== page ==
I remember the day I found out that Ilana from Broad City wasn’t biracial. I Googled around until I found evidence that there were others like me: biracial girls who felt a little bit incredulous; just a hair shy of betrayed. To this day I haven’t been able to convince whatever part of my brain that initially projected that identity onto her to unclench.
Part of my stubbornness may have to do with pride. When I was younger, I frequently asked strangers on the street if they were biracial and I had a pretty good track record for guessing correctly. It was a kind of gaydar. In fact, the two -dars are not, for me, unrelated, but I don’t think I can get into all of that right now.
Lately, I have been wanting to write from an emptier and emptier page. To forget everything I know or think I know. To feel a sense of anticipation that a curving line is as likely to make an abstract shape or an ostrich as it is to make a letter. Maybe it’s the fact that I was invited to dance freely to classical music in a yoga class a few weeks ago and realized how much I missed ballet. I was about nine years old the last time I danced like that. I used to choreograph routines and zigzag in diagonal lines across the living room to Anita Baker.
In college I spent a lot of time thinking about the book Cane, in which Jean Toomer begins sections with the fragment of an unfinished circle. Before the lyric essay was an origami bird in a mostly white literary world, Toomer wrote a thing that was concerned with racelessness and it was prose and also some poems and a play. Ralph Ellison said, in his 1953 National Book award speech, “we who struggle with form and with America.”
Sometimes, when I stretch in the morning, I get light headed and I have to crawl onto my hands and knees to stay steady or else I fall down. When I start to come to, it feels warm and good, like I am waking up as a child. Fainting might not be the best way to do it but there are rituals that we can perform in order to create what feels like a blank page. Rituals that find a way to circumvent or subvert or deconstruct or dismantle or trip up or cover over or swim out from under the constriction of binaries that make it hard to breathe.
In CA Conrad’s book, Ecodeviance: (Soma)tics for the Future Wilderness, the poet offers a collection of exercises that tip-toe toward a dreamscape that we can enter together: “I rode several of my favorite escalators in Philadelphia, taking notes up and down the vantages. At the top and bottom of the ride I would show photographs of myself to strangers and ask, ‘EXCUSE ME, have you seen this person?’ Sometimes there was confusion.”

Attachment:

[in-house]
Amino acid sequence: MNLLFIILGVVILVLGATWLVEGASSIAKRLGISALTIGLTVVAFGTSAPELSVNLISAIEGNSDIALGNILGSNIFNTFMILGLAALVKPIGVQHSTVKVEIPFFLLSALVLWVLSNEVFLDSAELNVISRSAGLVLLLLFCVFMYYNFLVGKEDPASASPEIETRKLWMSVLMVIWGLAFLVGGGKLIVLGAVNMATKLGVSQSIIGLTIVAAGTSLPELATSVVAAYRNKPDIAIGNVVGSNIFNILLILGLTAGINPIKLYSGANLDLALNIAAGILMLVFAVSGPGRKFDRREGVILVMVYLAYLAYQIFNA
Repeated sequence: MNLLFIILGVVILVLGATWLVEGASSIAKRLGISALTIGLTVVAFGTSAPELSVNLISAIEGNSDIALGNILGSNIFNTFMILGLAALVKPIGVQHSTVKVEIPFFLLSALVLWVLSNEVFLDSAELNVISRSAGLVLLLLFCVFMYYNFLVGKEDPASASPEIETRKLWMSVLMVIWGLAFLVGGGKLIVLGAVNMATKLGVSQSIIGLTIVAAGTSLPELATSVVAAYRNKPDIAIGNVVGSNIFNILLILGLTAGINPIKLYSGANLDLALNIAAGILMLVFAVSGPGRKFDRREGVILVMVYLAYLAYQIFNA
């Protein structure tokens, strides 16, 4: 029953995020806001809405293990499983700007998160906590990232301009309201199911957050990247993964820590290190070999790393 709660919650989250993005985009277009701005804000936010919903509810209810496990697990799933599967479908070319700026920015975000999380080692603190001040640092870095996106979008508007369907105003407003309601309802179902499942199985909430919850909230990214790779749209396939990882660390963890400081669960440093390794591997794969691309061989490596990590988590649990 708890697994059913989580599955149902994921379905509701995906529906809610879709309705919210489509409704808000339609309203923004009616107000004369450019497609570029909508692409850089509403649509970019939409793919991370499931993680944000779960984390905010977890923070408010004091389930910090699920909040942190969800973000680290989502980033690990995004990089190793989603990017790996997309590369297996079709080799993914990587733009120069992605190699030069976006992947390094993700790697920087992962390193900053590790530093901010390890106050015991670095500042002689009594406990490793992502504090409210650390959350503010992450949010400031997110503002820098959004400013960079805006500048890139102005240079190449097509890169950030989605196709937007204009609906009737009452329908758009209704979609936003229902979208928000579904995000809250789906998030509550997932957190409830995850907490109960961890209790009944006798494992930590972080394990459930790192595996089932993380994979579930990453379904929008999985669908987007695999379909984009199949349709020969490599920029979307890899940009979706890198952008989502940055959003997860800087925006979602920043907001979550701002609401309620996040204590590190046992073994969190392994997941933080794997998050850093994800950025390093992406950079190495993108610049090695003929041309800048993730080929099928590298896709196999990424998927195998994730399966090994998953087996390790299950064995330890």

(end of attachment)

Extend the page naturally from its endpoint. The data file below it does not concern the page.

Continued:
Conrad is as much a mediator as he is a creator. He speaks of crystals: “I touched the tree with my left hand while speaking into my crystal in my right hand, ‘PLEASE translate any messages my tree friend has for me.'” He does not take the function of any object or body for granted: “At each security camera I paused, looked into the camera, DIRECTLY IN THERE, and stuck my tongue inside a flower… A security guard asked, ‘What the fuck are YOU DOING?’ I replied, “I’M A POLLINATOR, I’M A POLLINATOR!!”
All along the way he introduces categories, boxes, indicating what it is we need to release ourselves from, even though the maneuver is always so delicate: “My generation is the last to have our mothers touch their bellies talking to us as male and female.” And, “The ultrasound machine gives the parents the ability to talk to the unborn by their gender, taking the intersexed nine-month conversation away from the child.”
What does language sound like when it makes space enough for bothness?
It might sound something like Broad City.
Every episode seems to like to play with the notion of opposites. So often they split the screen. Ilana is usually the black one, like, pop culturally. Abbi plays the white part– what with her adoration of Laura Linney and her devotion to Oprah. And then they have that twin thing where they speak their own language together, which is laughter, like the biracial girls in Danzy Senna’s Caucasia, and they tunnel their way toward the space where “Pass that Dutch” is one with “Gypsy.” Suddenly the world is speaking two languages at once. And Abbi and Ilana teach you how to speak this way, or they teach you that we all know how to speak this way. That we can find, like CA Conrad did, a new friend on the escalator who will get it. Someone who will look straight into both your eyes without needing to split you in half.